15.2.7 Algorithm (Multiple Linear Regression)MultiRegressionAlgorithm
The Multiple Linear Regression Model
Multiple Linear Regression Model
Multiple linear regression is an extension of the simple linear regression where multiple independent variables exist. It is used to analyze the effect of more than one independent variable on the dependent variable y. For a given dataset , the multiple linear regression fits the dataset to the model:
where is the yintercept and the parameters , , ... , are called the partial coefficients.
It can be written in matrix form:
where
Assuming that are independent and identically distributed as normal random variables with and .
In Order to minimize the with respect to , we solve the function:
The results is the least square estimate of the vector B, and it is the solution to the linear equations, which can be expressed as:
where X' is the transpose of X.
The predicted value of Y for a given X is:
By substituting into (4), we can and defined matrix .
The residuals is defined as:
and the residual sum of squares can be written by:
Fit Control
Errors as Weight
We can give weight to each in fitting process, the yEr± error column is treated as weight for each , when yEr± is abscent, should be 1 for all .
The solution for fitting with weight can be written as:
where
No Weighting
The error bar will not be treated as weight in calculation.
Direct Weighting
Instrumental
Fix Intercept (at)
Fix intercept will set the yintercept to a fixed value, meanwhile, the total degree of freedom will be n*=n1 due to the intercept fixed.
Scale Error with sqrt(Reduced ChiSqr)
Scale Error with sqrt(Reduced ChiSqr) is available when fitting with weight. This option only affects the error on the parameters reported from the fitting process, and does not affect the fitting process or the data in any way.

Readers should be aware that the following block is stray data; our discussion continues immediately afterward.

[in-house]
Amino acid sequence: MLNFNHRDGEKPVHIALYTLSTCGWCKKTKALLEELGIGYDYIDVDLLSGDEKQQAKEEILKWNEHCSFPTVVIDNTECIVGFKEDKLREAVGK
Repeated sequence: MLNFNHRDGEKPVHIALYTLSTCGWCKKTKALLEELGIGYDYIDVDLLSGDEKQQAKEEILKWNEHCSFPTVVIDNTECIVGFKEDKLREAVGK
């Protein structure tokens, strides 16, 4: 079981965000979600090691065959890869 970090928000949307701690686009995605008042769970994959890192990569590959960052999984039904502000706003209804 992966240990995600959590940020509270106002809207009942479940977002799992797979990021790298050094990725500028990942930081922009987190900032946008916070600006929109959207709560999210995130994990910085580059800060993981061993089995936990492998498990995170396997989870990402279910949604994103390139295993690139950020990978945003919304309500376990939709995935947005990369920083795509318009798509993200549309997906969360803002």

By default, it is checked, and , which is the variance of is taken into account for calculating error on the parameters, otherwise, variance of will not be taken into account for error calculation.
Take Covariance Matrix as example:
Scale Error with sqrt(Reduced ChiSqr)
Do not Scale Error with sqrt(Reduced ChiSqr)
For weighted fitting, is used instead of .
Fitting Results
Fit Parameters
The Fitted Values
Formula (4)
The Parameter Standard Errors
For each parameter, the standard error can be obtained by:
where is the jth diagonal element of (note that is used for weight fitting). The residual standard deviation (also called "std dev", "standard error of estimate", or "root MSE") is computed as:
is an estimate of , which is variance of
Note: Please read the ANOVA Table for more details about the degree of freedom (df), dfError.

tValue and Confidence Level
If the regression assumptions hold, we can perform the ttests for the regression coefficients with the null hypotheses and the alternative hypotheses:
The tvalues can be computed as:
With the tvalue, we can decide whether or not to reject the corresponding null hypothesis. Usually, for a given Confidence Level for Parameters: , we can reject when . Additionally, the pvalue is less than .
Prob>t
The probability that in the t test is true.
where computes the cumulative distribution function of the Student's t distribution at the values t, with degree of freedom of error .
LCL and UCL
From the tvalue, we can calculate the Confidence Interval for each parameter by:
where and is short for the Upper Confidence Interval and Lower Confidence Interval, respectively.
CI Half Width
The Confidence Interval Half Width is:
Fit Statistics
Some fit statistics formulas are summary here:
Degree of Freedom
The degree of freedom for (Error) variation. Please refer to the ANOVA table for more details.
Reduced ChiSqr
Residual Sum of Squares
The residual sum of squares, see formula (8).
RSquare (COD)
The goodness of fit can be evaluated by Coefficient of Determination (COD), , which is given by:
Adj. RSquare